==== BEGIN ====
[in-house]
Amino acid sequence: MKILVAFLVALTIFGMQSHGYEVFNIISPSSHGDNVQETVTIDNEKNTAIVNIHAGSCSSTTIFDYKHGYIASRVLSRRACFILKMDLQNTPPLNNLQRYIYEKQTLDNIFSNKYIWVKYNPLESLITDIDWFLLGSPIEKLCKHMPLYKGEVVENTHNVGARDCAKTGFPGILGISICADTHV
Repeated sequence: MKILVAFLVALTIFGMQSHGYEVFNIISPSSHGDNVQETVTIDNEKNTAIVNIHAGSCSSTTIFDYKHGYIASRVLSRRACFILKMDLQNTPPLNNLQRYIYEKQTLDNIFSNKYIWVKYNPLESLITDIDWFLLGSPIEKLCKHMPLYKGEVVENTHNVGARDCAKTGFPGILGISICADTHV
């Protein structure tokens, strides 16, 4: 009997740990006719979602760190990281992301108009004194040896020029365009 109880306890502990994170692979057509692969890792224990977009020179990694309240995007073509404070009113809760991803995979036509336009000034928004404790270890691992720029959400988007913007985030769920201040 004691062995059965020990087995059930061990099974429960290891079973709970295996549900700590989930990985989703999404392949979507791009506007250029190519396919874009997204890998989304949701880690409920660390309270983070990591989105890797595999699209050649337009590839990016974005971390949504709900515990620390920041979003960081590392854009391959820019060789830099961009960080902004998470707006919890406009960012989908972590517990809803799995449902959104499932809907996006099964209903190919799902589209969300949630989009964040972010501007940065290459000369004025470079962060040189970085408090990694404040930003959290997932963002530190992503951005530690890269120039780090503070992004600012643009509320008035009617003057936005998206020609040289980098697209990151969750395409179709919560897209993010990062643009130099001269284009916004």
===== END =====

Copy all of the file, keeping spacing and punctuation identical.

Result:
[in-house]
Amino acid sequence: MKILVAFLVALTIFGMQSHGYEVFNIISPSSHGDNVQETVTIDNEKNTAIVNIHAGSCSSTTIFDYKHGYIASRVLSRRACFILKMDLQNTPPLNNLQRYIYEKQTLDNIFSNKYIWVKYNPLESLITDIDWFLLGSPIEKLCKHMPLYKGEVVENTHNVGARDCAKTGFPGILGISICADTHV
Repeated sequence: MKILVAFLVALTIFGMQSHGYEVFNIISPSSHGDNVQETVTIDNEKNTAIVNIHAGSCSSTTIFDYKHGYIASRVLSRRACFILKMDLQNTPPLNNLQRYIYEKQTLDNIFSNKYIWVKYNPLESLITDIDWFLLGSPIEKLCKHMPLYKGEVVENTHNVGARDCAKTGFPGILGISICADTHV
């Protein structure tokens, strides 16, 4: 009997740990006719979602760190990281992301108009004194040896020029365009 109880306890502990994170692979057509692969890792224990977009020179990694309240995007073509404070009113809760991803995979036509336009000034928004404790270890691992720029959400988007913007985030769920201040 004691062995059965020990087995059930061990099974429960290891079973709970295996549900700590989930990985989703999404392949979507791009506007250029190519396919874009997204890998989304949701880690409920660390309270983070990591989105890797595999699209050649337009590839990016974005971390949504709900515990620390920041979003960081590392854009391959820019060789830099961009960080902004998470707006919890406009960012989908972590517990809803799995449902959104499932809907996006099964209903190919799902589209969300949630989009964040972010501007940065290459000369004025470079962060040189970085408090990694404040930003959290997932963002530190992503951005530690890269120039780090503070992004600012643009509320008035009617003057936005998206020609040289980098697209990151969750395409179709919560897209993010990062643009130099001269284009916004």